Christian and minority rights must be top of the Muslim world’s agenda

by Usman Khan

Respect and tolerance are attributes charged with the potential to unite people and to establish meaningful peace; yet minorities in Muslim majority countries, particularly Christians, are all too often forcibly starved of both.

For example, in Sudan Mrs. Meriam Yehya Ibrahim, a Christian woman who is eight months pregnant, has been detained along with her 20-month-old child, and sentenced to receive 100 lashes for adultery, followed by death for the act of apostasy.

A simple issue that would have been thrown out on first hearing in any court that upholds justice has been morphed into a case of vital social and ethical consequences for Sudan. If upheld, the sentence will be another nail in the coffin suffocating vulnerable minorities. But the fact is that Mrs. Ibrahim has not committed any crime at all, but the courts have indeed acted with gross indecency that go against the very basic teachings of Islam. As a devoted Muslim, I often wonder how we could have arrived at this position. Particularly given that the concept of tolerance is so fundamental to what it means to be a Muslim. For example, the Qur’an informs Muslims that “There should be no compulsion in religion” (Q.2:257) and that each person has a right to leave Islam (Q.4:138) and enjoy freedom of religious belief (Q.109:7). This can only mean that a Muslim has a religious obligation to be respectful and tolerant of all of God’s creation, without prejudice; this includes Christians, Jews, people of no belief, and even those who decide that Islam no longer helps them achieve the objective of their life.

The court claims Mrs. Ibrahim is restricted since birth to the Islamic religious beliefs of her father; an absurd idea that smacks of intellectual defeatism and irrationality, where lashing out violently, albeit through the courts in this case, is the only choice available for those unable to present reasoned arguments that convinces the heart of Islam’s truth. Those who adhere to an aggressive interpretation of Islamic theology seem to want to drag people kicking and screaming to paradise, whilst forgetting that the quality of Muslim adherents must surely be a loftier ideal than a coerced quantity. Mirza Tahir Ahmad, the late 4th Caliph of the Ahmadiyya Muslim Community and once spiritual guide to millions of Muslims, aptly stated “Swords can win territories but not hearts, force can bend heads but not minds”.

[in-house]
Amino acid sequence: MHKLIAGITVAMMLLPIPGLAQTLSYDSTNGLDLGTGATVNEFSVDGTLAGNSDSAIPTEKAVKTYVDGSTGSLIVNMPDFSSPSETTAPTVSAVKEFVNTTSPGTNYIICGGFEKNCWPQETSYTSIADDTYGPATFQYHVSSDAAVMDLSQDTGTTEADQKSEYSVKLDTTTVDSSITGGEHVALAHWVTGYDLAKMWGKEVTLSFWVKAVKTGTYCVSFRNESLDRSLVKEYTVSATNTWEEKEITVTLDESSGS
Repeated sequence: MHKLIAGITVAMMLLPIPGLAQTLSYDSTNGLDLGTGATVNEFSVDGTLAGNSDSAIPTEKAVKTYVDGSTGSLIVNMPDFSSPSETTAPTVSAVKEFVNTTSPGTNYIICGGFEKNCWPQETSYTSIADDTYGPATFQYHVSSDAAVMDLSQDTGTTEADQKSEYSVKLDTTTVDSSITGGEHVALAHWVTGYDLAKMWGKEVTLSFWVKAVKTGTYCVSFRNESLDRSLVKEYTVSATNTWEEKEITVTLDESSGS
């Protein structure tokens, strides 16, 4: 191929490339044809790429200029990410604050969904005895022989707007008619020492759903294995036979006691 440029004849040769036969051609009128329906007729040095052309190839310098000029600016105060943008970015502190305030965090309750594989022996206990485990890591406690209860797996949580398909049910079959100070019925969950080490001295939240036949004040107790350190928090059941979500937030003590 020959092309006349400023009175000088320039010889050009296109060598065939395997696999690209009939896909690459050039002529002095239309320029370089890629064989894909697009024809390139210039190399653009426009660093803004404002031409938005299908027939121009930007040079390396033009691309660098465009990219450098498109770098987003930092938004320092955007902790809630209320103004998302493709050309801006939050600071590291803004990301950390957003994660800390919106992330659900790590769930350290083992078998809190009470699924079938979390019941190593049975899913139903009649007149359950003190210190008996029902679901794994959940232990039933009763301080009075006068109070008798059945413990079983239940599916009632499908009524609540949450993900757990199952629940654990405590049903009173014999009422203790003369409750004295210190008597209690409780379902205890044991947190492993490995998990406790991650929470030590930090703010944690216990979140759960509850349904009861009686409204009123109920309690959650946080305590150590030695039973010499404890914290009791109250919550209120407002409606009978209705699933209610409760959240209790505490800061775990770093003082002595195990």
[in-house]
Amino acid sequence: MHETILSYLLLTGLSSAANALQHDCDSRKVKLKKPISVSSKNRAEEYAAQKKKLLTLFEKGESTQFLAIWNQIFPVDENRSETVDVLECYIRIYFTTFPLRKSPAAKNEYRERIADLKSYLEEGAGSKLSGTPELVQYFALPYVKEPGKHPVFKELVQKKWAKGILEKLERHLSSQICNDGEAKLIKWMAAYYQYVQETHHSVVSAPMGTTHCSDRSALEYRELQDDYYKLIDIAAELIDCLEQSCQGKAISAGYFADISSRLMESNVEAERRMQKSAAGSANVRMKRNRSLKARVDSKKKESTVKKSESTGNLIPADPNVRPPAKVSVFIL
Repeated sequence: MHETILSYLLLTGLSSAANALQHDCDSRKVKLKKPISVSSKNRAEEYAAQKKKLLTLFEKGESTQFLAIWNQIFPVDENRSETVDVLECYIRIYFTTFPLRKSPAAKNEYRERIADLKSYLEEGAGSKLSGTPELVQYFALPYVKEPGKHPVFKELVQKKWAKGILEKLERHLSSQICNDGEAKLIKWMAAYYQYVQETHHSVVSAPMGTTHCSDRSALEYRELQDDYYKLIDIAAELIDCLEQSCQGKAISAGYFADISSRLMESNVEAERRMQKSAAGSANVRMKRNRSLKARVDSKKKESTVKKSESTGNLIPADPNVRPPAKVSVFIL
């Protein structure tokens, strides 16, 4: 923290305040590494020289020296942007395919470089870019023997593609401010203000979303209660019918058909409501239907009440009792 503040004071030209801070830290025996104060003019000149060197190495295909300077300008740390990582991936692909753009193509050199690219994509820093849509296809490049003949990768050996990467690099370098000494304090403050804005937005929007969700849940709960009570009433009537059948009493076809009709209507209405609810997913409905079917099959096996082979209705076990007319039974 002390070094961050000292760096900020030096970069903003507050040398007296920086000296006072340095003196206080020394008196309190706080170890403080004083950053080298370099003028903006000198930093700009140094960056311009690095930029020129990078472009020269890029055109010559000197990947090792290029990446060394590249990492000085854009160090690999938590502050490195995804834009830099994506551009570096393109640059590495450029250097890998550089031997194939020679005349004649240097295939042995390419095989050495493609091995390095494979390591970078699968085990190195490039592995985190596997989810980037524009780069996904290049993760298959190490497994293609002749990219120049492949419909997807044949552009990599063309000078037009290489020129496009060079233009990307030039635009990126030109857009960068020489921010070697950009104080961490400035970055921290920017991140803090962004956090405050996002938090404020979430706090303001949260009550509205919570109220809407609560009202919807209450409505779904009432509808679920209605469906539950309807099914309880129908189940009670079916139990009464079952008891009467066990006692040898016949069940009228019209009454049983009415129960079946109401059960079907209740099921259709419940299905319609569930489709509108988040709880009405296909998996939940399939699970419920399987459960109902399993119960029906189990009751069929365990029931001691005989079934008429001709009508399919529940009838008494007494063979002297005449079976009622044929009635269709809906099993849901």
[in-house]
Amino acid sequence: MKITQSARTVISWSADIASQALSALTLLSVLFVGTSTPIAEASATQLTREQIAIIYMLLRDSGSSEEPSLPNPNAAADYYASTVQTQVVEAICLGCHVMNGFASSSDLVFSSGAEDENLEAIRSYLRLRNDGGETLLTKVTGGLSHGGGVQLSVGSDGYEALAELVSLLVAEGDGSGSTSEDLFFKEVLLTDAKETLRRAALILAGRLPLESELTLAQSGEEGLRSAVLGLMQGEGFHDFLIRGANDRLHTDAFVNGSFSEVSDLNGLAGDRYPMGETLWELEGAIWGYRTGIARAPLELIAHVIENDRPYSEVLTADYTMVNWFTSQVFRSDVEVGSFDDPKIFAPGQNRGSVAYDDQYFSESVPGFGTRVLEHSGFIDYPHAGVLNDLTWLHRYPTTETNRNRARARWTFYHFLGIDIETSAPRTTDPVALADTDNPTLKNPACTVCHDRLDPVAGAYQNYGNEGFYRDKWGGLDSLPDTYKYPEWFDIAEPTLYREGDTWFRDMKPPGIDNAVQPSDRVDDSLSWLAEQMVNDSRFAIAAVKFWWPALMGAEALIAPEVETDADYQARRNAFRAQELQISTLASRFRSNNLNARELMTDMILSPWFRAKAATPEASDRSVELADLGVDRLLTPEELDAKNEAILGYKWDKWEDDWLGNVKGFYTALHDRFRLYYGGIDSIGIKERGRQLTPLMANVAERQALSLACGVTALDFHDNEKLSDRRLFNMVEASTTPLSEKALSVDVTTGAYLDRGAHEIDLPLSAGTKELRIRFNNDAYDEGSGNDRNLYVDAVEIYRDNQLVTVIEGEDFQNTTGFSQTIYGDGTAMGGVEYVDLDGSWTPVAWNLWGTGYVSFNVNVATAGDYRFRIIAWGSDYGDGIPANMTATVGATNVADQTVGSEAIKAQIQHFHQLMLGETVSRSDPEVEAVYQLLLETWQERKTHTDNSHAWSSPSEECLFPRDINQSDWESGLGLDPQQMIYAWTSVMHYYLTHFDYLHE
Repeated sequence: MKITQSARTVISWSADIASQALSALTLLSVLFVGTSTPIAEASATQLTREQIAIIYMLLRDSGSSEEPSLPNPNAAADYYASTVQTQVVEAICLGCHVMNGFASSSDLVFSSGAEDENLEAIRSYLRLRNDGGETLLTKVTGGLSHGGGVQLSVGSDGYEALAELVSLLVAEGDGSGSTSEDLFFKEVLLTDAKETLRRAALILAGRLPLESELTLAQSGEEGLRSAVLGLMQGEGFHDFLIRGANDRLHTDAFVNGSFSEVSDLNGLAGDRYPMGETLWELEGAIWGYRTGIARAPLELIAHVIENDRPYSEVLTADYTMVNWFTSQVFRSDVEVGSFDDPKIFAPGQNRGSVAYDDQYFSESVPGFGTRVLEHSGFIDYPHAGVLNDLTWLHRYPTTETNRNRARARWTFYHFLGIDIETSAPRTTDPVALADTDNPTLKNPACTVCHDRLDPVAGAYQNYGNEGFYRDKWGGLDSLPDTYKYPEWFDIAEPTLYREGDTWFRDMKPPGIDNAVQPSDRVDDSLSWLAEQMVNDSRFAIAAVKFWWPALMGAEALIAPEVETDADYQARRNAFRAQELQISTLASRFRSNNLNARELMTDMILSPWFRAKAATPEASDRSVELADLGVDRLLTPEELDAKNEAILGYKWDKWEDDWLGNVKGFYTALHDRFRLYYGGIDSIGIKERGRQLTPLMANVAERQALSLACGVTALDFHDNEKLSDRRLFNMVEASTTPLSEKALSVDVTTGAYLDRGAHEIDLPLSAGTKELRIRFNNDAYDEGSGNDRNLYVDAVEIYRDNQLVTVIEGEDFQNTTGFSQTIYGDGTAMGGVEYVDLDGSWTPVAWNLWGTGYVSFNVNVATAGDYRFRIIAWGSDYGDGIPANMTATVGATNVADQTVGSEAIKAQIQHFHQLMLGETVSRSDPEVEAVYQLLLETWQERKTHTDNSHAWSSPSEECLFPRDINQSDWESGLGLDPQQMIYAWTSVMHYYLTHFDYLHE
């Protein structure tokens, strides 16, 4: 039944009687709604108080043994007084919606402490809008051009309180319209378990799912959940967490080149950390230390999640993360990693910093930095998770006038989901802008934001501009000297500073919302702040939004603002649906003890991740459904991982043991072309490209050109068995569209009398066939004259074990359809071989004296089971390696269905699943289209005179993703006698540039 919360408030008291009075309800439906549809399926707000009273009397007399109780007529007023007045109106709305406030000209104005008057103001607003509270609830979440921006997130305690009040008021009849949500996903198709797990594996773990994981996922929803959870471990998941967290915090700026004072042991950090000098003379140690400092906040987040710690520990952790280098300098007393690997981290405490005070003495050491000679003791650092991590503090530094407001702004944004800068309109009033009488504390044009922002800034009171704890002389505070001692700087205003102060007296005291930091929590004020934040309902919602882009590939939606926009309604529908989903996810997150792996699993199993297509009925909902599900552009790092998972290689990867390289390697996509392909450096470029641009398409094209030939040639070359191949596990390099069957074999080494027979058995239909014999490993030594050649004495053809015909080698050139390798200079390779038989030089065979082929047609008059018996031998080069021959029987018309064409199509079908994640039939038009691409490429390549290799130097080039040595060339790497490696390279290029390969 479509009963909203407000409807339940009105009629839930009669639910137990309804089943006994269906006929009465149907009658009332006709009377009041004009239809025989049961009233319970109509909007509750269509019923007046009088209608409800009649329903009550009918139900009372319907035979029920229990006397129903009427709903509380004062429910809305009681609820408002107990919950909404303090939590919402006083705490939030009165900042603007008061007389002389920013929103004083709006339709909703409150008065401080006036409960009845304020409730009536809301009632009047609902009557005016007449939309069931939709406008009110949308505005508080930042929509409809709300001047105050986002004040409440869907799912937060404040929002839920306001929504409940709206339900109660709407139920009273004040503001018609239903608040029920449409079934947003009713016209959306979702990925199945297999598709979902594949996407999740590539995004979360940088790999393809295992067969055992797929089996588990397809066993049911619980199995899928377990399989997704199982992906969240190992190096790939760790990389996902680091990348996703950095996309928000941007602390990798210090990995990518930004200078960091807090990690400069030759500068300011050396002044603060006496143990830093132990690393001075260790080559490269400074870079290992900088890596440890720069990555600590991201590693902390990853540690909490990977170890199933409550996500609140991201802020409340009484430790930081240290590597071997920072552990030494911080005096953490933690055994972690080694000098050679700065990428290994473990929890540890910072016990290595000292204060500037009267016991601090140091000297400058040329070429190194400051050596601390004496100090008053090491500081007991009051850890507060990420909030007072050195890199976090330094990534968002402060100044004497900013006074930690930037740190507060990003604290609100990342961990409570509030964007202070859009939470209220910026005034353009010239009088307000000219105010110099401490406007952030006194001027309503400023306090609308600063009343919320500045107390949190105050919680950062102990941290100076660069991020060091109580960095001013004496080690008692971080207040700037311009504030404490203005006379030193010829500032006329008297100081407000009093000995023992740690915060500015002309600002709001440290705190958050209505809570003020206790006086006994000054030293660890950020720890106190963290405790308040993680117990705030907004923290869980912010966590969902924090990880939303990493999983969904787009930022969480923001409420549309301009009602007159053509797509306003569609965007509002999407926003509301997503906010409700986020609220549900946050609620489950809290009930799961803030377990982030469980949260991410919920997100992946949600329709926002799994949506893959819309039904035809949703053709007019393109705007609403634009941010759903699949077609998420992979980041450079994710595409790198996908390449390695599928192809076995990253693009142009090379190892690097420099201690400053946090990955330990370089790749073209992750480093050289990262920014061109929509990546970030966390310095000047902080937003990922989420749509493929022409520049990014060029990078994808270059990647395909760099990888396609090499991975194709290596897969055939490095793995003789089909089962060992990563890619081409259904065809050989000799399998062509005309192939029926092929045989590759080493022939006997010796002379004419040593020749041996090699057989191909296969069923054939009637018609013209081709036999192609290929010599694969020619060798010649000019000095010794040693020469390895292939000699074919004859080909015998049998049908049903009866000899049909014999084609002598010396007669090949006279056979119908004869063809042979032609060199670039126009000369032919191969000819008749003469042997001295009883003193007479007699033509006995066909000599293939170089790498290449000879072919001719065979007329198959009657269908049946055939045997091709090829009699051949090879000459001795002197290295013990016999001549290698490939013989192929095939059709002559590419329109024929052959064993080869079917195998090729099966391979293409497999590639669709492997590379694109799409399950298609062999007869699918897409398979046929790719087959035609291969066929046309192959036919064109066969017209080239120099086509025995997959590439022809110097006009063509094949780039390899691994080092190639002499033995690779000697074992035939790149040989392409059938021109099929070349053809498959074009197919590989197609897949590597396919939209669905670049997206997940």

One of the key objectives of Islam is the promotion of the family unit, yet this court has taken it upon itself to destroy that ideal through their autocratic annulment of their marriage and consequently falsely accused Mrs. Ibrahim of committing adultery – to make false accusations about a woman’s chastity is deemed a crime in the Qur’an (Q.24:5).

If the court’s self-proclaimed affiliation to Islam holds any weight, they should perhaps ponder over the fact that they have, through their actions, aligned themselves with the oppressive ruling elite who drove the Muslims of early Islam out of Mecca in two waves. It would also serve them well to recall that the first wave of Muslims fled to the protection of Ethiopian Christians and the second group fled to Medina where Jews, polytheists and Muslims signed a mutual covenant of peace.

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4 thoughts on “Christian and minority rights must be top of the Muslim world’s agenda

  1. I agree, Usman. If Islam, or the Shari’a, is the source upon which the Sudanese government basis its laws, then it must be consistent with the clear Qur’anic injunctions you have outlines – i.e. those promoting freedom of religion and conscience.

  2. Pingback: Christian and Minority Rights Must be Top of the Muslim World’s Agenda | The Muslim Times

  3. Thank you for the information and clarification. The problem seems to be in the way that Holy texts such as the Qur’ an and the Bible are used to defend or promote practices which obviously against the nature of the God we love. As a committed Christian I know that the Bible has be misinterpreted and simply ignored to oppress and kill ‘so called heretics’ or people of other faiths. In the end it will take people of goodwill form all faith communities to expose and challenge those who would exploit faith to achieve personal power, self interest, and ungodly, inhuman regimes. Joseph.

  4. Pingback: Human rights: the top ten blog posts so far | Human Rights Blog

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